Findings from this paper underscore the enormous magnitude of the problem of sports and recreational injury.1 Using data from the National Health Interview Survey, an annual face-to-face survey of over 37 000 households in the US, the authors estimate that there are 26 sports and recreational injury episodes per 1000 persons per year; this rate exceeds the rate for transportation related injury.1 Obviously there are a marked differences in severity between sports and recreational injuries and transportation injuries, however, 20% of schoolchildren are absent from school at least one day a year due to sports injuries, and 28% of working adults lost at least one day a year from work due to sports injuries. Perhaps the most staggering statistic is that for those persons ages 5 to 24 years, sports injuries account for one out of every five injury episodes.1

Data such as these call into question the wisdom, in public health terms, of attempting to increase in a broad based manner the level of physical activity in the population. There is a urgent need for specific guidance as to which physical activities confer the greatest health benefits in terms of preventing chronic disease, while minimizing the injury risks. Public health recommendations need to address the specific mix of mild, moderate, and vigorous physical activity not only in terms of chronic disease prevention and treatment, but also in terms of management of the risk of injury.16

One of the first steps in identifying issues of public health concern is the gathering of incidence statistics. From an injury control perspective, the problem of sports and recreational injury has gone undocumented for far too long. This is in part due to the fact these injuries tend to be of lower severity. As a result, much of the burden of these injuries has fallen outside the scope of standard data collection systems for fatal and hospitalized injuries. It is also due in part to deficiencies in previous coding systems used to categorize injury, such as International Classification of Diseases, ninth revision, clinical modification (ICD-9-CM), which were unable to comprehensively classify sports injuries. Finally, it must be admitted that social dynamics have also played a part; public health professionals have tended not to engage intellectually and socially with their colleagues in exercise and sports science, and vice versa.

What can be done to make sports and recreational activity safer? Protective equipment interventions are one option; in the sports of recreational baseball and softball, safety bases, softer balls, and protective faceguards have all been shown to be effective and are widely adopted.24–26 Rule changes also have great potential; the rule changes and player education programs introduced into North American football in the 1970s reduced the incidence of catastrophic injury in that sport from 36 per annum to zero.27 More problematic are nebulous, ill defined injuries such as concussion,28 or those due to intrinsic forces, such as rupture of the anterior cruciate ligament.29,30

An important attribute of analytic epidemiologic studies in sports and recreational injury is the use of the prospective cohort design. This study design has great applicability to the study of sports and recreational injury because cohorts can be assembled and data on putative risk factors obtained at the start of the sports season.31 Athletes can then followed over the course of the season and injuries prospectively identified by their health care providers. The time between acquisition of risk factor data and ascertainment of injuries is typically short—weeks or months, as opposed to the years or decades common in occupational or environmental epidemiology. Cohort sizes can be quite modest (hundreds rather than thousands) because sufficient injuries typically present during only a few seasons of follow up. Acquisition of accurate data on participation in sports (so-called “exposure” data) is critical to success of these studies.32 Methodologic research on the most efficient techniques for obtaining participation or exposure data is required.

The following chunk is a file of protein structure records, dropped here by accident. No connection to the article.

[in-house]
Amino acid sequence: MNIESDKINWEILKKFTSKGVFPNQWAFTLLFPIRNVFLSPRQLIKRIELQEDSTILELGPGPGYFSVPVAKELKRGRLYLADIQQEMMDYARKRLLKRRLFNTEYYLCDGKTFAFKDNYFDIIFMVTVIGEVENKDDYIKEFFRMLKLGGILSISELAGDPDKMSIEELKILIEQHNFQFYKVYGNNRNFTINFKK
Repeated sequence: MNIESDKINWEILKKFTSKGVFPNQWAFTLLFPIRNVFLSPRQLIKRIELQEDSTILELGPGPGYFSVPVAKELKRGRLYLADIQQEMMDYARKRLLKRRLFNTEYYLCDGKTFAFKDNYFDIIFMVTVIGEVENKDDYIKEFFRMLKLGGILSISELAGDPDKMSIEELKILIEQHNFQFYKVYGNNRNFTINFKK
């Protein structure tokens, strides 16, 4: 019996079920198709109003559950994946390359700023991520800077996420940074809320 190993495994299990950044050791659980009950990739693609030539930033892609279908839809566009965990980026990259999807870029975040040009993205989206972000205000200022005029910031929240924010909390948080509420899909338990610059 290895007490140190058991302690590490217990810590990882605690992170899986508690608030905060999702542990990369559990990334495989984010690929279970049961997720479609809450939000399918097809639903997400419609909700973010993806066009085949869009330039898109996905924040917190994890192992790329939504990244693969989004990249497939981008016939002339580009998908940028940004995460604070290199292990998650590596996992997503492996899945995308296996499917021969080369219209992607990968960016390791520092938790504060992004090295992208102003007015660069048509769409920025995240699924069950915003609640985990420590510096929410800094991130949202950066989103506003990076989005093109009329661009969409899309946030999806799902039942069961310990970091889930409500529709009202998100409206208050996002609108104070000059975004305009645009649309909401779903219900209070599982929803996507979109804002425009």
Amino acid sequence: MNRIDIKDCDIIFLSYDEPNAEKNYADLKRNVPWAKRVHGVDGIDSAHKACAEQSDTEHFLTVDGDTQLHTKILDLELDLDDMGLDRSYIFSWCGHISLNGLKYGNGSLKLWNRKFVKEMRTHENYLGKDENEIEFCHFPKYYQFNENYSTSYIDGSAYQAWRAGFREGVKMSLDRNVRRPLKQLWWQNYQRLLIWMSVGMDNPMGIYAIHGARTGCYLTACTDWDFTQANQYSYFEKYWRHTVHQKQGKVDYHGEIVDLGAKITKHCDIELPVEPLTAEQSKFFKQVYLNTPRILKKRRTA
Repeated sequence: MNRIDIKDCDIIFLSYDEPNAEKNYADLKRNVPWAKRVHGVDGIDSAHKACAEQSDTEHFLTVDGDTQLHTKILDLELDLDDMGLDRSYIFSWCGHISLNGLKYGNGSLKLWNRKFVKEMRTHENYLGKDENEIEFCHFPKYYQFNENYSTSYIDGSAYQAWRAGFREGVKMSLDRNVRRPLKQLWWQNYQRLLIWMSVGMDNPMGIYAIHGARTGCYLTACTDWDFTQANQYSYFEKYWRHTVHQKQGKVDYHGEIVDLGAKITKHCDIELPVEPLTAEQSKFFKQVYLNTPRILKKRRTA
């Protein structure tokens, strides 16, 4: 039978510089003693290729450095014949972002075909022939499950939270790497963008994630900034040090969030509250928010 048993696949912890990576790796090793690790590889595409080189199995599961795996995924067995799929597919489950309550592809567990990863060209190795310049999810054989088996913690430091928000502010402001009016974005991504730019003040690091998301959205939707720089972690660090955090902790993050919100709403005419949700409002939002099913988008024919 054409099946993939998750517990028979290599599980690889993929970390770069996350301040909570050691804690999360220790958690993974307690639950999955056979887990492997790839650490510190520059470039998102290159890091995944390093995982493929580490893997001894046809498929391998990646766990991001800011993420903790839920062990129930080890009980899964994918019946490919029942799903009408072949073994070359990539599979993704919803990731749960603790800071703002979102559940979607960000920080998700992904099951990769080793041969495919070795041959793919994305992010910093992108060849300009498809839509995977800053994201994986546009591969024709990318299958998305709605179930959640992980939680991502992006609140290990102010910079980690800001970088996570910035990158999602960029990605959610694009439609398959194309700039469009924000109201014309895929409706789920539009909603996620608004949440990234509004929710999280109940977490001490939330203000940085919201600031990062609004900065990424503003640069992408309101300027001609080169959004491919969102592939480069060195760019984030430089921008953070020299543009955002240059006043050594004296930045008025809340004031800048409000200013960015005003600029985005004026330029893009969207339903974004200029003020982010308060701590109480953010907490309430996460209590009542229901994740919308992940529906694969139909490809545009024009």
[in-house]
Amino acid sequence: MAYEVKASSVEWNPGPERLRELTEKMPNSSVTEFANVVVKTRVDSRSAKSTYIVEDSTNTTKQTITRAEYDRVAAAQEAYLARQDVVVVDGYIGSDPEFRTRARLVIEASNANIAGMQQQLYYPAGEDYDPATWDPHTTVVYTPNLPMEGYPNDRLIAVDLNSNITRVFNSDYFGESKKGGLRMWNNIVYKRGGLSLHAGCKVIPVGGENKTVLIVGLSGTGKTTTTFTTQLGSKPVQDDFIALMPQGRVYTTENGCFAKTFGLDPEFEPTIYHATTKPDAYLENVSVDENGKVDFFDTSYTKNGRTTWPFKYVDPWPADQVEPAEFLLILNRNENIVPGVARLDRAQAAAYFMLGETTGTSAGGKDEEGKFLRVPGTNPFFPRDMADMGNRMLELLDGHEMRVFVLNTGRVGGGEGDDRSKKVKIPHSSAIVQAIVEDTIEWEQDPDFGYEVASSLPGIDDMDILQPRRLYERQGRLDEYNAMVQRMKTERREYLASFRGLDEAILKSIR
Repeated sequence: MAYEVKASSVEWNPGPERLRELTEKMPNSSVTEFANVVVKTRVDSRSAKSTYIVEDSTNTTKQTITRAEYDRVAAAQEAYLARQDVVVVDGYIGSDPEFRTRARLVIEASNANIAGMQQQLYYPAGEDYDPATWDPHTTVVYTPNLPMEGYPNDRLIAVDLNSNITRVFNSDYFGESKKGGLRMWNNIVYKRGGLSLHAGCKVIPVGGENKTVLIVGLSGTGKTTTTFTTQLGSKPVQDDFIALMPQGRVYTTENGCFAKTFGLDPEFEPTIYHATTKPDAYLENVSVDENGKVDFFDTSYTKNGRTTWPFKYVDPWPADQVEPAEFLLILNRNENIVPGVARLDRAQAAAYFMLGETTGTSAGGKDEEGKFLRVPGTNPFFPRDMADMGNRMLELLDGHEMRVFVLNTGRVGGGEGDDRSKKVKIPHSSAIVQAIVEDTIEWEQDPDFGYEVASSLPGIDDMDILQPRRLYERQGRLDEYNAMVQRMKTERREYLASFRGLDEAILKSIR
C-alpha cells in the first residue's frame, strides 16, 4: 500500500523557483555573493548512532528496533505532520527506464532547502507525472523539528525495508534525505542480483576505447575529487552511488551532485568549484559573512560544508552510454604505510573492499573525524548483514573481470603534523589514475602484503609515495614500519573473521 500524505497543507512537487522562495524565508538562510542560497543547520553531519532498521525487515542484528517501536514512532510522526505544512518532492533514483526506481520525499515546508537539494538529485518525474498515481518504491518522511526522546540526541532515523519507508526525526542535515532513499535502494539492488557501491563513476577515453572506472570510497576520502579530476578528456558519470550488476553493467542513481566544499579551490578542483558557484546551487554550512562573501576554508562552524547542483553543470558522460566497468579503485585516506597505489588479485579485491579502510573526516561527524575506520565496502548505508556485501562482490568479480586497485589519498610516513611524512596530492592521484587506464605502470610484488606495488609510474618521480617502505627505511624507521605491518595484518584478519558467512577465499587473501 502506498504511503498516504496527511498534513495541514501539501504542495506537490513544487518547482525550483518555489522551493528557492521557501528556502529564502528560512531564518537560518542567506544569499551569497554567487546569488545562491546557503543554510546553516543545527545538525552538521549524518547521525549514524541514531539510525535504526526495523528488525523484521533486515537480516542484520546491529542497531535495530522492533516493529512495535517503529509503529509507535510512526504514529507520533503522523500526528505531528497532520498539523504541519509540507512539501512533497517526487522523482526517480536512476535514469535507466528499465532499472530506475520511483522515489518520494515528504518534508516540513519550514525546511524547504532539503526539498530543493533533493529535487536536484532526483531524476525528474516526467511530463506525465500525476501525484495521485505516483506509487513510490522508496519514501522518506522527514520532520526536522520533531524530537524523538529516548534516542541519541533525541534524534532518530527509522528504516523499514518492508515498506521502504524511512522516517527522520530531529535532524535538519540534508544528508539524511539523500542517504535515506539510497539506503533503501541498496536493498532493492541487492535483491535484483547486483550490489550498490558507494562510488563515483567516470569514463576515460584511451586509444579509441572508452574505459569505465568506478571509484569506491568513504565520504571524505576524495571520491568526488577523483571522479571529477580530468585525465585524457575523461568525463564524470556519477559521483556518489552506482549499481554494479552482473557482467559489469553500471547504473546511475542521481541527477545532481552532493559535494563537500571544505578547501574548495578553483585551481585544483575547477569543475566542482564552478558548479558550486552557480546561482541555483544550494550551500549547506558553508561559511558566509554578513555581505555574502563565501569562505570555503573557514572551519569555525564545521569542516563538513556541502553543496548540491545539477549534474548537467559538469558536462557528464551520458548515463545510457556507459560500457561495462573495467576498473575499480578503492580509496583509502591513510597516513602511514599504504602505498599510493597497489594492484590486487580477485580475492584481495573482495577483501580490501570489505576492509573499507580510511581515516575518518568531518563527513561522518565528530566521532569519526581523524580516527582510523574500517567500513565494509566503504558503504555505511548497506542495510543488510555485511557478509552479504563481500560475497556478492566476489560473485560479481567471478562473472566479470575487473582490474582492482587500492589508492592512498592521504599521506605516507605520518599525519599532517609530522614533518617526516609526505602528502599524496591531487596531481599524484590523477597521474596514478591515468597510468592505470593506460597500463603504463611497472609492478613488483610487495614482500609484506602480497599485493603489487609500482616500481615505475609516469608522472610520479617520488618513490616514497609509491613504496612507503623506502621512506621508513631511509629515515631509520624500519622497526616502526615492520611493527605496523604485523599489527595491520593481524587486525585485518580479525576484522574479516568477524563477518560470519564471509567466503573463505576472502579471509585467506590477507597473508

From the prevention standpoint, the sports injury community is notable for the presence of a group of medical professionals known as certified athletic trainers (ATCs). ATCs specialize in the prevention, assessment, treatment, and rehabilitation of injuries and illnesses that occur to those who are physically active. Although the traditional focus of the athletic training profession has been on organized athletics, there is increasing interest in all those who are physically active, including leisure time (recreational) athletes. The National Athletic Trainers’ Association (NATA; www.nata.org) represents the over 30 000 members of the athletic training profession and publishes the Journal of Athletic Training, a peer reviewed journal that welcomes papers on epidemiology and prevention. The NATA is actively seeking to reach out to injury control professionals and to that end has formed a partnership with the Injury Control and Emergency Health Services Section of the American Public Health Association. Apart being a excellent mechanism for the dissemination of prevention messages, ATCs are also frequently involved in research studies which involve primary collection of injury data. Data collection in one of the largest and longest lived injury surveillance systems in the world, the National Collegiate Athletic Association’s Injury Surveillance System, is largely supported through the volunteer work of ATCs.

Sport and recreational physical activity is an integral and vital component of our society. Increasing the level of physical activity in children and adults is a pressing public health concern; however, the injuries resulting from sports and recreational activities are also a grave public health concern. For the US, we now have a clearer picture of those injuries than ever before.1,22,23 The burden of responsibility now rests on the shoulders of the injury control professionals to partner with sports medicine professionals and exercise science researchers in order to develop physical activity guidelines that minimize the risk of injury in sports and recreational activities, while maximizing the public health gain from prevention of obesity and other inactivity related disease.

More exercise will mean less obesity related disease, but exercise related injuries may negate the gain